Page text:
Key Ways to Lose Key Employees |
By Susan Sterritt Meyer | Senior Professional in Human Resources (SPHR®), MS, BS, BA |
Published in the July/August 2010 issue of print Search & Employ® |
Meyer helps individuals and companies craft credible, image-enhancing communications. She served nine years in the Army Reserve, with two activations. She devoted more than 20 years of her career to management positions in human resources, and now uses her expertise to teach, coach, and develop leaders.
Sometimes, even the most well-intentioned employers are trapped in historical ways of interacting with employees, bound by stale, unhealthy practices based on out-of-touch philosophies. Of course, consistency in policy application along with a predictable, positive culture will bolster your company’s ability to retain a talented workforce. But stubborn, blind adherence to outdated management approaches, simply because “that’s how things have always been done here,” is courting disaster for retention of your top players once the economy turns around. Be prepared to lose many of your best performers if…
1. You demonstrate to these employees that you don’t trust them.
I once worked under a CEO who lingered by the front door to make sure everyone was at work by 8:00 a.m. We greatly resented the kindergarten feel of this practice. Although some of us (exempt professionals and managers) chose regularly to devote upwards of 70 hours a week to the business, the message he sent was one of glaring distrust in our professionalism and commitment. Ultimately, I saw many of my best colleagues change their behavior to come in exactly at 8:00 a.m. and depart exactly at 5:00 p.m.
2. You don’t shift your leadership style to match the performance-maturity of these employees.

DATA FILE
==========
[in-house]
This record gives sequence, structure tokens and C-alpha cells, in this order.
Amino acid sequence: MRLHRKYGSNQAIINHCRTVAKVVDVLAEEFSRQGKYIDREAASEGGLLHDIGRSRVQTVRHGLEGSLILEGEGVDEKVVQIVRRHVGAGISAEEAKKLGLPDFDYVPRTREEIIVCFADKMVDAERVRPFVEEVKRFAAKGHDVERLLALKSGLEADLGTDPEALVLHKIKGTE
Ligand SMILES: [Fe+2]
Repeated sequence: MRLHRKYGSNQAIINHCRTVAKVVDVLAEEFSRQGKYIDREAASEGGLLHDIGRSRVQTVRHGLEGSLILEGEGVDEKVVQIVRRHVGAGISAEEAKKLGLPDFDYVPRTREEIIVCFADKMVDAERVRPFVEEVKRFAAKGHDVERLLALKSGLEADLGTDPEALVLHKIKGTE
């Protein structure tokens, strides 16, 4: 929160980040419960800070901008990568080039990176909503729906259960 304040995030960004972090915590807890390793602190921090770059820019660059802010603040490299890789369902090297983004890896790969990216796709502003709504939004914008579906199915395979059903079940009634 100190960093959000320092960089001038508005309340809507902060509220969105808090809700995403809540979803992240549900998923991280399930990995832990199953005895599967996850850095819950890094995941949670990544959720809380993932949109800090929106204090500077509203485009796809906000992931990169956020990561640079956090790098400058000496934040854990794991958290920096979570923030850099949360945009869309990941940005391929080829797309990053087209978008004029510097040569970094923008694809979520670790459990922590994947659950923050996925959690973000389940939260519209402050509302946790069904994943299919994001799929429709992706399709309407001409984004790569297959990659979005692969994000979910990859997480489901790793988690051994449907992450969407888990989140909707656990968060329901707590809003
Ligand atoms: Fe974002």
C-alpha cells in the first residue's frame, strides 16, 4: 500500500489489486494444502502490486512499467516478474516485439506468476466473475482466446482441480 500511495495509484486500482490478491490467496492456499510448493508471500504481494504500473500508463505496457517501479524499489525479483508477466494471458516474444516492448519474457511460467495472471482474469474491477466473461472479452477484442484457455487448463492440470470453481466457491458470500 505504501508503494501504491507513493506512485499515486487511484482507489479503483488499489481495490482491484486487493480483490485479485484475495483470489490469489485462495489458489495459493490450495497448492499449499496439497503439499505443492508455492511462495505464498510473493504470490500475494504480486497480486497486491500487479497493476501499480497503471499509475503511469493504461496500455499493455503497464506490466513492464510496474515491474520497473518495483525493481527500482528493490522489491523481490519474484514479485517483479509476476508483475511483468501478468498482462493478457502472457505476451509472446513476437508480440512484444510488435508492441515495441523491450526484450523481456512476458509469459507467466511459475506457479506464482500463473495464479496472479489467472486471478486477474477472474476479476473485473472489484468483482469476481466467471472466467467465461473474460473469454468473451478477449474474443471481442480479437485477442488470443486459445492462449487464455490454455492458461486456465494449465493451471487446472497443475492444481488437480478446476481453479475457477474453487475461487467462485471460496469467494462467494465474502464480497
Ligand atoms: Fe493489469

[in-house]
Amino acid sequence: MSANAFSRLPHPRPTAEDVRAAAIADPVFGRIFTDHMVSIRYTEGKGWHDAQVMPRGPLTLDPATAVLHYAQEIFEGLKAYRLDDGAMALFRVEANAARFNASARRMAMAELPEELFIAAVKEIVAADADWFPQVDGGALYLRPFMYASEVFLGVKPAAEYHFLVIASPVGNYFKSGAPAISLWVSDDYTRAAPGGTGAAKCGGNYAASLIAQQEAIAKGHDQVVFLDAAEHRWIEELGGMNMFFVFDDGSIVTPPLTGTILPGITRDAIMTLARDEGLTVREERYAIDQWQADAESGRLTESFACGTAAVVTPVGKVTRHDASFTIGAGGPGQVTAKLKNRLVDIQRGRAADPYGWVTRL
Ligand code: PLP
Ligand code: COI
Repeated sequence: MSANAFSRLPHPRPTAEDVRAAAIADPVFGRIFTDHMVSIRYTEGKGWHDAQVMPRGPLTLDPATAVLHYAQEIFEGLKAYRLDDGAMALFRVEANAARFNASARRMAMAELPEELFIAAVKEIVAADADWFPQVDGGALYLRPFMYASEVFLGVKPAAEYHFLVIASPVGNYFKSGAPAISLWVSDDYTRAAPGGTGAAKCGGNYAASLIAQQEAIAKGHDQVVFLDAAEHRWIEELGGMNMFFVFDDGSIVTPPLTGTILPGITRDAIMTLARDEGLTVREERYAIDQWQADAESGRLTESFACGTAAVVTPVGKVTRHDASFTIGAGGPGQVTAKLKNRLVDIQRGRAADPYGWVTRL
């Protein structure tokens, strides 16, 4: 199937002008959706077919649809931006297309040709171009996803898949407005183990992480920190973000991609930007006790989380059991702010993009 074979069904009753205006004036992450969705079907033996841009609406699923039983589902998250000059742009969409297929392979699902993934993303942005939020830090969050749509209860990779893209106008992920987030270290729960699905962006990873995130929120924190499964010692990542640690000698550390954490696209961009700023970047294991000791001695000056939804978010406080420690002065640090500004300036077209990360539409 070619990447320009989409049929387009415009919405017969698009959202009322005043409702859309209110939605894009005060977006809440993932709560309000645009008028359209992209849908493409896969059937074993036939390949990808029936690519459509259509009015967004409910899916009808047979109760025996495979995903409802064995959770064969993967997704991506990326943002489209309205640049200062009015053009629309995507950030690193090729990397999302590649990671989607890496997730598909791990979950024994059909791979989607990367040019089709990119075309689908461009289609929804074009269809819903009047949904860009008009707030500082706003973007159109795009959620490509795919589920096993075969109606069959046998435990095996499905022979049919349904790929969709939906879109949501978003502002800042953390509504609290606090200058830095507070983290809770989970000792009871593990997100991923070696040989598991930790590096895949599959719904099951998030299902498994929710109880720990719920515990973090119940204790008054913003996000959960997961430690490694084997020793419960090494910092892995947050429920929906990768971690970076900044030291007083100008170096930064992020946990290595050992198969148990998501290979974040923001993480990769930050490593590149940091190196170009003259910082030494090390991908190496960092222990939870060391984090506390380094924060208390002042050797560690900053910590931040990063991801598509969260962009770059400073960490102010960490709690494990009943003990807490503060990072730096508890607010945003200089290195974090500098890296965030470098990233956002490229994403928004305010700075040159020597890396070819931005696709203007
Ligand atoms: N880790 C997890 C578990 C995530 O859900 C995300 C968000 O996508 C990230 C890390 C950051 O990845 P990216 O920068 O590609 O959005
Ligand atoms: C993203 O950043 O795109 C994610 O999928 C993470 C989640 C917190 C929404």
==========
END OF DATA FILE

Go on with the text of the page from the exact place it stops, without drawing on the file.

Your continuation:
Micromanaging performance-mature employees — those who consistently demonstrate strong job knowledge and competence, company knowledge (people, processes, product, and procedures) and initiative — stifles and insults individuals who would go the creative, extra mile for your company. Instead, establish goals and parameters together, be available to lend support if they ask for it, award them the necessary authority and resources to get the job done, and then stay the heck out of their way.
3. You don’t show appreciation in ways that employees actually value.
“Praise in public” is short-sighted advice. I’ve seen top performers reduce their output to avoid the embarrassment of some very cheesy recognition programs. Particularly humiliating are some of the “employee of the month” rituals and anemic tokens for low-quality prizes that most individuals wouldn’t even want in their homes. Find out what employees actually value and where possible and sustainable, make a selection of these rewards available instead. The best reward, a handwritten note, for example, need not be costly and will be valued for a long time. And saying “thank you” is always in the budget.
4. You don’t reward the right behaviors.
What really counts? Do your performance reviews get hung up on measurable minutiae rather than on behaviors that actually drive success? Creativity, customer focus, innovation, courteous and respectful treatment shown to everyone, for example, will probably propel your business success far more than many of the factors on which you “grade” others. You will drive behaviors by what you pay for, so reward the qualities and contributions that matter most to your organization in the long term.
5. You promote false economy that says your time is not important to us.